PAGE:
Algernon Charles Swinburne

Here you will find the Long Poem Christmas Antiphones of poet Algernon Charles Swinburne

Christmas Antiphones

I -- In Church

Thou whose birth on earth
 Angels sang to men,
While thy stars made mirth,
Saviour, at thy birth,
 This day born again;

As this night was bright
 With thy cradle-ray,
Very light of light,
Turn the wild world's night
 To thy perfect day.

God whose feet made sweet
 Those wild ways they trod,
From thy fragrant feet
Staining field and street
 With the blood of God;

God whose breast is rest
 In the time of strife,
In thy secret breast
Sheltering souls opprest
 From the heat of life;

God whose eyes are skies
 Love-lit as with spheres
By the lights that rise
To thy watching eyes,
 Orbed lights of tears;

God whose heart hath part
 In all grief that is,
Was not man's the dart
That went through thine heart,
 And the wound not his?

Where the pale souls wail,
 Held in bonds of death,
Where all spirits quail,
Came thy Godhead pale
 Still from human breath -

Pale from life and strife,
 Wan with manhood, came
Forth of mortal life,
Pierced as with a knife,
 Scarred as with a flame.

Thou the Word and Lord
 In all time and space
Heard, beheld, adored,
With all ages poured
 Forth before thy face,

Lord, what worth in earth
 Drew thee down to die?
What therein was worth,
Lord, thy death and birth?
 What beneath thy sky?

Light above all love
 By thy love was lit,
And brought down the Dove
Feathered from above
 With the wings of it.

From the height of night,
 Was not thine the star
That led forth with might
By no worldly light
 Wise men from afar?

Yet the wise men's eyes
 Saw thee not more clear
Than they saw thee rise
Who in shepherd's guise
 Drew as poor men near.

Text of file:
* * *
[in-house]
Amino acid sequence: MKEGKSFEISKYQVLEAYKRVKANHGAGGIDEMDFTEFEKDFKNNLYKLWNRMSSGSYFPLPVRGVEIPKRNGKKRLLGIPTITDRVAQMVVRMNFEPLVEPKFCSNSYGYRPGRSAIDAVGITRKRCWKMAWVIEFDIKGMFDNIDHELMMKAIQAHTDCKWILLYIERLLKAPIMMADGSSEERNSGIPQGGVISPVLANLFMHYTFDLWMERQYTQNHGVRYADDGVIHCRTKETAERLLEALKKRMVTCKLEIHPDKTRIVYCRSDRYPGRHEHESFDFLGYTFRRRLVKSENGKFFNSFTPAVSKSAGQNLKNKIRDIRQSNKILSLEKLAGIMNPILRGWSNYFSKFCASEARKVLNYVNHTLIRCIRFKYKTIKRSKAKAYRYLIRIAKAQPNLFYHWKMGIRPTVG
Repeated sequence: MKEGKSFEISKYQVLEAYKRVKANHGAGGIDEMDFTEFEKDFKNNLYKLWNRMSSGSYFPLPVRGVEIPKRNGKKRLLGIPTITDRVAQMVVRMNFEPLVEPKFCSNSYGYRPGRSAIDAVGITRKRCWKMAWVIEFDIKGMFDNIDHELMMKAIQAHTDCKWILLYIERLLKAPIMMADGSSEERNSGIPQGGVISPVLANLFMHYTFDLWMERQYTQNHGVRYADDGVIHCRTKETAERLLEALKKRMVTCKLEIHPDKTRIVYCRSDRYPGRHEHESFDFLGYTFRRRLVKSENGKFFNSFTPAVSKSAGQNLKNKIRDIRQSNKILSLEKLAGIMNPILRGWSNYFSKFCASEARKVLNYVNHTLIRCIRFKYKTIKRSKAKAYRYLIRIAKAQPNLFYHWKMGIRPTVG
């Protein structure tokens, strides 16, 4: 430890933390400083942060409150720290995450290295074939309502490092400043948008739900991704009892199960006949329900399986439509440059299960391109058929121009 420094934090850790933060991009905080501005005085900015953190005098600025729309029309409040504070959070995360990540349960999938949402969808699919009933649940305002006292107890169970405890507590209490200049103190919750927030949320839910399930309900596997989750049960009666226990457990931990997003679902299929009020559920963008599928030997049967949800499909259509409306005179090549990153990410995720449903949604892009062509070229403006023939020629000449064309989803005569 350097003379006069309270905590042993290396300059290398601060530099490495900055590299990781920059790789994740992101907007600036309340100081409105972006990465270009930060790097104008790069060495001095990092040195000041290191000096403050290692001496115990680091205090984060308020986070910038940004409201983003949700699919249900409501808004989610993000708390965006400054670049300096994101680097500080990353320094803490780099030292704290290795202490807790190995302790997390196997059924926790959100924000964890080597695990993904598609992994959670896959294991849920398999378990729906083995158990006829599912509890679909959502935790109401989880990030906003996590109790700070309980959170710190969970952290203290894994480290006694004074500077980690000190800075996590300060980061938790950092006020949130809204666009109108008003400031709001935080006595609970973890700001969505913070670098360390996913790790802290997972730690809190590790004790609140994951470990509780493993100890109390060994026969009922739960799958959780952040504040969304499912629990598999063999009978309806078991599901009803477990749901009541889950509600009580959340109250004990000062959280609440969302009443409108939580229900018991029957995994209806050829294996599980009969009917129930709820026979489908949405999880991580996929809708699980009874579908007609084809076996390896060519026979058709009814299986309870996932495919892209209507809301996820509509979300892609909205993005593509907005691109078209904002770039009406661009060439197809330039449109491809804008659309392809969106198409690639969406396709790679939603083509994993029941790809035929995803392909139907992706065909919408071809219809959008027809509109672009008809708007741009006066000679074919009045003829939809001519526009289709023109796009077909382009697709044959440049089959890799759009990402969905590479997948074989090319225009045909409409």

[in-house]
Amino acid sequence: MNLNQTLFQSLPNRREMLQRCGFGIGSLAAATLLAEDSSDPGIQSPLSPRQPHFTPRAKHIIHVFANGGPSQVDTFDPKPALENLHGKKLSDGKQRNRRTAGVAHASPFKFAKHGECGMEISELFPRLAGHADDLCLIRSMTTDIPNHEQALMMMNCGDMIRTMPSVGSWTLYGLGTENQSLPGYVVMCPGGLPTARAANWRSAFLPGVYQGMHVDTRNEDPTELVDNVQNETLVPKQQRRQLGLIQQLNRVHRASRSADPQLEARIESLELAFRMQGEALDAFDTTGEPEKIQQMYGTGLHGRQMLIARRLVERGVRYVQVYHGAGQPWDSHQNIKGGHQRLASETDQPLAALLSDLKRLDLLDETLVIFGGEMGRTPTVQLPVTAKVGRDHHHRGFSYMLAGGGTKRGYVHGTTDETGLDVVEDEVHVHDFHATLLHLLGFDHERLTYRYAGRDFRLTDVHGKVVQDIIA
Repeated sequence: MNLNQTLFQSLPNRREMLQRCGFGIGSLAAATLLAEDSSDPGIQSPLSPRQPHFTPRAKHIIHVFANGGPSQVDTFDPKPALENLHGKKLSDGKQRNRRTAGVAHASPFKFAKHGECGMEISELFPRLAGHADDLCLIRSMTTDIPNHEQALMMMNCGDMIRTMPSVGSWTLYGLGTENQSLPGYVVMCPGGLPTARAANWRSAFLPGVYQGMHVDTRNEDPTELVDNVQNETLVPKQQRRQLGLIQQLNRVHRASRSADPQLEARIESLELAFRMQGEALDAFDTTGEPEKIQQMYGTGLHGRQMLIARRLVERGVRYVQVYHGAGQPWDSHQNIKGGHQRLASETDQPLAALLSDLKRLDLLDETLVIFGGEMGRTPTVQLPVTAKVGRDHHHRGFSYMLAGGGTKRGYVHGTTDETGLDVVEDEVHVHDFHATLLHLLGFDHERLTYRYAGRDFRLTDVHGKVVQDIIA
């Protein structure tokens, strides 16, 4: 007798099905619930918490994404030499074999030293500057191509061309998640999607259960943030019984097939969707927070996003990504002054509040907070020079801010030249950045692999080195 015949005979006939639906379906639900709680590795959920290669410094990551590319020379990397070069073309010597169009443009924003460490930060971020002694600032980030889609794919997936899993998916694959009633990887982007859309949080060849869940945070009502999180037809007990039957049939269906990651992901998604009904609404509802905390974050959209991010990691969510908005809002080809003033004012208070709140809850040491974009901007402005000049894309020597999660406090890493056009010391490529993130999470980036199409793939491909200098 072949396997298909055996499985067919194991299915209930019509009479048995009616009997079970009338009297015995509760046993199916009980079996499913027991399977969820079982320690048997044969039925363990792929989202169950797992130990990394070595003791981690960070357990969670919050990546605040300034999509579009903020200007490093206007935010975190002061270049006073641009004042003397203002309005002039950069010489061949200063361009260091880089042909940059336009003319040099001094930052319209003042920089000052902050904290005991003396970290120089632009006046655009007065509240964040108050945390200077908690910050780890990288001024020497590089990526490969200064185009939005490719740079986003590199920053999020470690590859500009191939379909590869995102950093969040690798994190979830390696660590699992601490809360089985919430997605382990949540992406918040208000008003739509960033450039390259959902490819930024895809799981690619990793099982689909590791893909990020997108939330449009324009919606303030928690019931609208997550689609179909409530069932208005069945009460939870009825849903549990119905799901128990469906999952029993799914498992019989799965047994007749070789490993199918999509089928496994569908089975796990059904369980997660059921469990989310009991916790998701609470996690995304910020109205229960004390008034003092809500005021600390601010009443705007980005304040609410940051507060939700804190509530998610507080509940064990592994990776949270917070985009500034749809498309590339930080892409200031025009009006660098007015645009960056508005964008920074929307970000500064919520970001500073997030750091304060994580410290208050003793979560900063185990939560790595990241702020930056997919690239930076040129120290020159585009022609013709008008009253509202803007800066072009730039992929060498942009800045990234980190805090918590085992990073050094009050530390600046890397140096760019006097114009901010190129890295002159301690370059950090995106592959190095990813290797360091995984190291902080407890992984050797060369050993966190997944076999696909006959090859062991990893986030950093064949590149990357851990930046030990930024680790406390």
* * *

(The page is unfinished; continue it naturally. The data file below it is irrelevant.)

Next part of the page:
Yet thy poor endure,
 And are with us yet;
Be thy name a sure
Refuge for thy poor
 Whom men's eyes forget.

Thou whose ways we praised,
 Clear alike and dark,
Keep our works and ways
This and all thy days
 Safe inside thine ark.

Who shall keep thy sheep,
 Lord, and lose not one?
Who save one shall keep,
Lest the shepherds sleep?
 Who beside the Son?

From the grave-deep wave,
 From the sword and flame,
Thou, even thou, shalt save
Souls of king and slave
 Only by thy Name.

Light not born with morn
 Or her fires above,
Jesus virgin-born,
Held of men in scorn,
 Turn their scorn to love.

Thou whose face gives grace
 As the sun's doth heat,
Let thy sunbright face
Lighten time and space
 Here beneath thy feet.

Bid our peace increase,
 Thou that madest morn;
Bid oppressions cease;
Bid the night be peace;
 Bid the day be born.


We whose days and ways
 All the night makes dark,
What day shall we praise
Of these weary days
 That our life-drops mark?

We whose mind is blind,
 Fed with hope of nought;
Wastes of worn mankind,
Without heart or mind,
 Without meat or thought;

We with strife of life
 Worn till all life cease,
Want, a whetted knife,
Sharpening strife on strife,
 How should we love peace?

Ye whose meat is sweet
 And your wine-cup red,
Us beneath your feet
Hunger grinds as wheat,
 Grinds to make you bread.

Ye whose night is bright
 With soft rest and heat,
Clothed like day with light,
Us the naked night
 Slays from street to street.

Hath your God no rod,
 That ye tread so light?
Man on us as God,
God as man hath trod,
 Trod us down with might.

We that one by one
 Bleed from either's rod.
What for us hath done
Man beneath the sun,
 What for us hath God?

We whose blood is food
 Given your wealth to feed,
From the Christless rood
Red with no God's blood,
 But with man's indeed;

How shall we that see
 Nightlong overhead
Life, the flowerless tree,
Nailed whereon as we
 Were our fathers dead -

We whose ear can hear,
 Not whose tongue can name,
Famine, ignorance, fear,
Bleeding tear by tear
 Year by year of shame,

Till the dry life die
 Out of bloodless breast,
Out of beamless eye,
Out of mouths that cry
 Till death feed with rest -

How shall we as ye,
 Though ye bid us, pray?
Though ye call, can we
Hear you call, or see,
 Though ye show us day?

We whose name is shame,
 We whose souls walk bare,
Shall we call the same
God as ye by name,
 Teach our lips your prayer?

God, forgive and give,
 For His sake who died?
Nay, for ours who live,
How shall we forgive
 Thee, then, on our side?

We whose right to light
 Heaven's high noon denies,
Whom the blind beams smite
That for you shine bright,
 And but burn our eyes,

With what dreams of beams
 Shall we build up day,
At what sourceles